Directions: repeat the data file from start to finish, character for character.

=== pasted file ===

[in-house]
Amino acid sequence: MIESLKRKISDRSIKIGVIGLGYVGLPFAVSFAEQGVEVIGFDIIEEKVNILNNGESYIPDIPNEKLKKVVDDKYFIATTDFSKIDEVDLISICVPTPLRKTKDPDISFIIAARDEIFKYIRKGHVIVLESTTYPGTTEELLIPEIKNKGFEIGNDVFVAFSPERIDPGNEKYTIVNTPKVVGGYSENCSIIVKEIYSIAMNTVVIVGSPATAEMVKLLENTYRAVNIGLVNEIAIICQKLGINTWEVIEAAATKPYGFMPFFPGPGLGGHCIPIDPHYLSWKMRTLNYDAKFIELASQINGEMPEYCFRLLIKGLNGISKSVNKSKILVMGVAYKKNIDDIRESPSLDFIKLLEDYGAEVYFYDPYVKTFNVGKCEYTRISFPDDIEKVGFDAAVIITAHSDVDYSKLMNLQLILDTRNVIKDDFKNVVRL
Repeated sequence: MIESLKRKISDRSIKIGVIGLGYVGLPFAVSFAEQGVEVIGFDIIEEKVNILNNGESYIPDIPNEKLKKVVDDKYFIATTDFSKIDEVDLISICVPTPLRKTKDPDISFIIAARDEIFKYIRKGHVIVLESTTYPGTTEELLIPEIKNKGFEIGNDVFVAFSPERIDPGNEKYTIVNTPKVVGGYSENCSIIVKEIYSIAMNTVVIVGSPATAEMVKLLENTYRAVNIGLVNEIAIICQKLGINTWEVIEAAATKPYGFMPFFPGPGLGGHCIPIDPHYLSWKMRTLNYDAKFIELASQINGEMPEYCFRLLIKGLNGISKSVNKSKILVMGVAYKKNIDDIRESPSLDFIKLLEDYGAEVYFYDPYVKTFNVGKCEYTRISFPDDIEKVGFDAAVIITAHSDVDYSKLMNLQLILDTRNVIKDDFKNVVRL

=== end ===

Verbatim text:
[in-house]
Amino acid sequence: MIESLKRKISDRSIKIGVIGLGYVGLPFAVSFAEQGVEVIGFDIIEEKVNILNNGESYIPDIPNEKLKKVVDDKYFIATTDFSKIDEVDLISICVPTPLRKTKDPDISFIIAARDEIFKYIRKGHVIVLESTTYPGTTEELLIPEIKNKGFEIGNDVFVAFSPERIDPGNEKYTIVNTPKVVGGYSENCSIIVKEIYSIAMNTVVIVGSPATAEMVKLLENTYRAVNIGLVNEIAIICQKLGINTWEVIEAAATKPYGFMPFFPGPGLGGHCIPIDPHYLSWKMRTLNYDAKFIELASQINGEMPEYCFRLLIKGLNGISKSVNKSKILVMGVAYKKNIDDIRESPSLDFIKLLEDYGAEVYFYDPYVKTFNVGKCEYTRISFPDDIEKVGFDAAVIITAHSDVDYSKLMNLQLILDTRNVIKDDFKNVVRL
Repeated sequence: MIESLKRKISDRSIKIGVIGLGYVGLPFAVSFAEQGVEVIGFDIIEEKVNILNNGESYIPDIPNEKLKKVVDDKYFIATTDFSKIDEVDLISICVPTPLRKTKDPDISFIIAARDEIFKYIRKGHVIVLESTTYPGTTEELLIPEIKNKGFEIGNDVFVAFSPERIDPGNEKYTIVNTPKVVGGYSENCSIIVKEIYSIAMNTVVIVGSPATAEMVKLLENTYRAVNIGLVNEIAIICQKLGINTWEVIEAAATKPYGFMPFFPGPGLGGHCIPIDPHYLSWKMRTLNYDAKFIELASQINGEMPEYCFRLLIKGLNGISKSVNKSKILVMGVAYKKNIDDIRESPSLDFIKLLEDYGAEVYFYDPYVKTFNVGKCEYTRISFPDDIEKVGFDAAVIITAHSDVDYSKLMNLQLILDTRNVIKDDFKNVVRL